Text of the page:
Thread one end of the rope through the hole in the top of the red release handle. Secure with an overhead knot at least 25mm from the end of the rope, this will prevent slipping. Thread the other end of the rope through the loop of the manual release cable. Adjust the length so the handle is no higher than 1.8m above the floor. Secure with an overhead knot.

A person attach a release handle and cord to a roller door motor

5Disengage the opener

Disengage the opener by pulling on the release cable. You will know the motor is disengaged when you hear an audible click. The release cable allows you to open and close the door manually if there's a blackout or you've lost the remote. 

A person pulling the release cable on a roller door motor

6Mark where you want to secure the door

To make sure the roller door is secure before you install the motor, pin it to the drum with screws. It's important to do this so that your door doesn't balloon, which may delay the safety reversal response and compromise security. To do this, close the roller door and mark the last part of the curtain where it meets the drum. This is where the screws should go.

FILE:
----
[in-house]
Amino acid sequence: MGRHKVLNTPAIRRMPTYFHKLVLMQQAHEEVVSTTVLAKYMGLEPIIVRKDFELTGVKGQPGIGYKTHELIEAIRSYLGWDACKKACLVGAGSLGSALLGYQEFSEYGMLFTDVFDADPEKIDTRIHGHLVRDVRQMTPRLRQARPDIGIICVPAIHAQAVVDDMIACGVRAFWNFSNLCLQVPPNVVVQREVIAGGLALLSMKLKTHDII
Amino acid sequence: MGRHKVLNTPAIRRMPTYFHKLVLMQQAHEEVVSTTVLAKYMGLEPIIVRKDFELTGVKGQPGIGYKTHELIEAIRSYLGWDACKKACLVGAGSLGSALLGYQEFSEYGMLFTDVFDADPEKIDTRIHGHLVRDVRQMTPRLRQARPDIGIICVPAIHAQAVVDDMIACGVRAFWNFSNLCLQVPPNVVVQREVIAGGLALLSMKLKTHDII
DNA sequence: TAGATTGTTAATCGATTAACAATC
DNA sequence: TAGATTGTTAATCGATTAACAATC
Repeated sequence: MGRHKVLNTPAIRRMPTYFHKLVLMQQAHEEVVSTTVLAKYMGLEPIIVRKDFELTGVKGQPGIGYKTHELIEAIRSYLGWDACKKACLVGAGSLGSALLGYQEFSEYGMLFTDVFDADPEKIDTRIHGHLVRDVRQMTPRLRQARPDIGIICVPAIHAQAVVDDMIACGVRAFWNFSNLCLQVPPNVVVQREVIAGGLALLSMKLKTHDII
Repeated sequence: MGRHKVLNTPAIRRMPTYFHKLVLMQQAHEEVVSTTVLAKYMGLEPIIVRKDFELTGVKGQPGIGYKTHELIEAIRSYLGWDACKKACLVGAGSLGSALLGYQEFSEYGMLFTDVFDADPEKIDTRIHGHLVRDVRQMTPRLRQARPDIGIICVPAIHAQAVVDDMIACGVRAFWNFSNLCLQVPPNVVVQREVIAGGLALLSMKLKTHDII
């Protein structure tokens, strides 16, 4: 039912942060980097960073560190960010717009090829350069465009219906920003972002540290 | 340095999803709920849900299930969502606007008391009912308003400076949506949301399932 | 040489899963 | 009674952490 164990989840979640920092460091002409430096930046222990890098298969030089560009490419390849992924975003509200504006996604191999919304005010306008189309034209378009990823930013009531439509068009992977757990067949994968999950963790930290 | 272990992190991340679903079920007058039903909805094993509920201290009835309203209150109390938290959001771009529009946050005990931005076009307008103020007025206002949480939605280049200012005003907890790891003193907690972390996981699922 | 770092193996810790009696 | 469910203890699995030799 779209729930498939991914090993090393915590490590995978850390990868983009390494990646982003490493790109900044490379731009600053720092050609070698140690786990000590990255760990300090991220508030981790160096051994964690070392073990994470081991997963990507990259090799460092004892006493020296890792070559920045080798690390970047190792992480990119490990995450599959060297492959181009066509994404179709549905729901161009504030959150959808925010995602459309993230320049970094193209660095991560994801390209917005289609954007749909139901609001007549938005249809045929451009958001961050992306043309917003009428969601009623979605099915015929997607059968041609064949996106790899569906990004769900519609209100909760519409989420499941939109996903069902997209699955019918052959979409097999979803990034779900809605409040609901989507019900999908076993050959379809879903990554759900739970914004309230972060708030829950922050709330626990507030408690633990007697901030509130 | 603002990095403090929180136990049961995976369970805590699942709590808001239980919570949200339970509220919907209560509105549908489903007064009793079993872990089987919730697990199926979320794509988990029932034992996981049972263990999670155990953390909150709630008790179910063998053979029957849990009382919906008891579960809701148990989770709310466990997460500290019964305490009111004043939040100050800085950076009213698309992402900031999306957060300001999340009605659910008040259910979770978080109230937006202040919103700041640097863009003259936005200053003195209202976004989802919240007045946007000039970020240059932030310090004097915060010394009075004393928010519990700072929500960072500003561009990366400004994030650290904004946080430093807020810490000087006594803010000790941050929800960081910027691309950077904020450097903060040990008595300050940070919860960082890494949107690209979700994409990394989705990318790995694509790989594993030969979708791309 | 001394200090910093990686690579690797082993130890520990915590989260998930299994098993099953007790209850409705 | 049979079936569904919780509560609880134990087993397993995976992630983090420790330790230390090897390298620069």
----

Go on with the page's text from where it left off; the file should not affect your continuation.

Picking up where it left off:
A person holding a marker pen against a closed roller door

7Secure the screws

Roll up the door until the mark is visible. Then lift the door about half a turn from the closed position to give you enough room to drill. Secure the screws through the door curtain and into the drum wheel at the end of each roll. Now the door is pinned, you can install the motor.

A person putting a screw into a roller door using a cordless drill

8Preparing to remove the bracket